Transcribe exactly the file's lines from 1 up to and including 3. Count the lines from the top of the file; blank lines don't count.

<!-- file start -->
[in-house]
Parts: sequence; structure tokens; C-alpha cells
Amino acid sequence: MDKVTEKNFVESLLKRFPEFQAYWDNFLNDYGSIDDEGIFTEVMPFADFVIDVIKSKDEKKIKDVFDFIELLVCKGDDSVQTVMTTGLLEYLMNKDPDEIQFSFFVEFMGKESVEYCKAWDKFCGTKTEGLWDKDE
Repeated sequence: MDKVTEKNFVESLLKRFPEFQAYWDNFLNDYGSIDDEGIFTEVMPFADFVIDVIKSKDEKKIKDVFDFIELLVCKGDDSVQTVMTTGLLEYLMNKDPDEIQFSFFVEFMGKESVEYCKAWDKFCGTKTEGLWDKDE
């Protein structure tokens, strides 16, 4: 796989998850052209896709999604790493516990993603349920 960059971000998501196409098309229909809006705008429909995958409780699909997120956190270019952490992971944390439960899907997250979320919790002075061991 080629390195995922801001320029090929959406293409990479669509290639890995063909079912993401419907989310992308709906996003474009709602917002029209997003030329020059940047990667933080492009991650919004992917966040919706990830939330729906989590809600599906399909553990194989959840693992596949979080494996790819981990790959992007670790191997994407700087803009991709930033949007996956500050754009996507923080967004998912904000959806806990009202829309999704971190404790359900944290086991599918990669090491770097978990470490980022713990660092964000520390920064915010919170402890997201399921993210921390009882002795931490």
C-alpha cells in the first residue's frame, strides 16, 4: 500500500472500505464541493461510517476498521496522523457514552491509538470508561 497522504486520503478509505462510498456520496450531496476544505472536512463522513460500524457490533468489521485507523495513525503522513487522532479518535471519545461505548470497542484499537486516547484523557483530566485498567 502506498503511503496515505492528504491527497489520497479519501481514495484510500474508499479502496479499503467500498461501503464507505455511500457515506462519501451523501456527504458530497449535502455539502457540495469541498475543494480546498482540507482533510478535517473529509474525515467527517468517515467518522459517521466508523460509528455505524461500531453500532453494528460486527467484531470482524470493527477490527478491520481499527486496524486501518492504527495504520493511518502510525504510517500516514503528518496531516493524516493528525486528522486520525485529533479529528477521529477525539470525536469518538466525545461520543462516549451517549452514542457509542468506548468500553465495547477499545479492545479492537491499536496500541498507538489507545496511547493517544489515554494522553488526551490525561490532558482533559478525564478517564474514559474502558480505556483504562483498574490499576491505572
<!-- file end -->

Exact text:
[in-house]
Parts: sequence; structure tokens; C-alpha cells
Amino acid sequence: MDKVTEKNFVESLLKRFPEFQAYWDNFLNDYGSIDDEGIFTEVMPFADFVIDVIKSKDEKKIKDVFDFIELLVCKGDDSVQTVMTTGLLEYLMNKDPDEIQFSFFVEFMGKESVEYCKAWDKFCGTKTEGLWDKDE